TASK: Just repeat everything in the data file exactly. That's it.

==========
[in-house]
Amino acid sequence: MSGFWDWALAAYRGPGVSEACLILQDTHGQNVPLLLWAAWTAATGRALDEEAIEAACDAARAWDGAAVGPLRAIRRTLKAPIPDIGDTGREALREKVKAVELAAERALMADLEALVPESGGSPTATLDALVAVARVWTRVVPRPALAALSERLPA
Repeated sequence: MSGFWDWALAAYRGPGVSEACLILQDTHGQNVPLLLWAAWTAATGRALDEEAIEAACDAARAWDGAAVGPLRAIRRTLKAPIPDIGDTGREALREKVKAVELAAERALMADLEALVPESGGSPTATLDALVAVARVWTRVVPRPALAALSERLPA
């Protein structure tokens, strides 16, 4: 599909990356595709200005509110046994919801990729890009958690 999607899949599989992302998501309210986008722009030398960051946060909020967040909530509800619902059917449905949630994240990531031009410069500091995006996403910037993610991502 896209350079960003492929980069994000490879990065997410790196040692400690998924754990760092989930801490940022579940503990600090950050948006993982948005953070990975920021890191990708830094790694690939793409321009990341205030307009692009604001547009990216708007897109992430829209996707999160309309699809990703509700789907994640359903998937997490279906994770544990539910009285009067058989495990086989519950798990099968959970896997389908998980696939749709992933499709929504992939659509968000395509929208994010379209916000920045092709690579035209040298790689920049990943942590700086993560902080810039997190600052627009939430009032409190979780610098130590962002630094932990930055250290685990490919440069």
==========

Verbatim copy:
[in-house]
Amino acid sequence: MSGFWDWALAAYRGPGVSEACLILQDTHGQNVPLLLWAAWTAATGRALDEEAIEAACDAARAWDGAAVGPLRAIRRTLKAPIPDIGDTGREALREKVKAVELAAERALMADLEALVPESGGSPTATLDALVAVARVWTRVVPRPALAALSERLPA
Repeated sequence: MSGFWDWALAAYRGPGVSEACLILQDTHGQNVPLLLWAAWTAATGRALDEEAIEAACDAARAWDGAAVGPLRAIRRTLKAPIPDIGDTGREALREKVKAVELAAERALMADLEALVPESGGSPTATLDALVAVARVWTRVVPRPALAALSERLPA
């Protein structure tokens, strides 16, 4: 599909990356595709200005509110046994919801990729890009958690 999607899949599989992302998501309210986008722009030398960051946060909020967040909530509800619902059917449905949630994240990531031009410069500091995006996403910037993610991502 896209350079960003492929980069994000490879990065997410790196040692400690998924754990760092989930801490940022579940503990600090950050948006993982948005953070990975920021890191990708830094790694690939793409321009990341205030307009692009604001547009990216708007897109992430829209996707999160309309699809990703509700789907994640359903998937997490279906994770544990539910009285009067058989495990086989519950798990099968959970896997389908998980696939749709992933499709929504992939659509968000395509929208994010379209916000920045092709690579035209040298790689920049990943942590700086993560902080810039997190600052627009939430009032409190979780610098130590962002630094932990930055250290685990490919440069």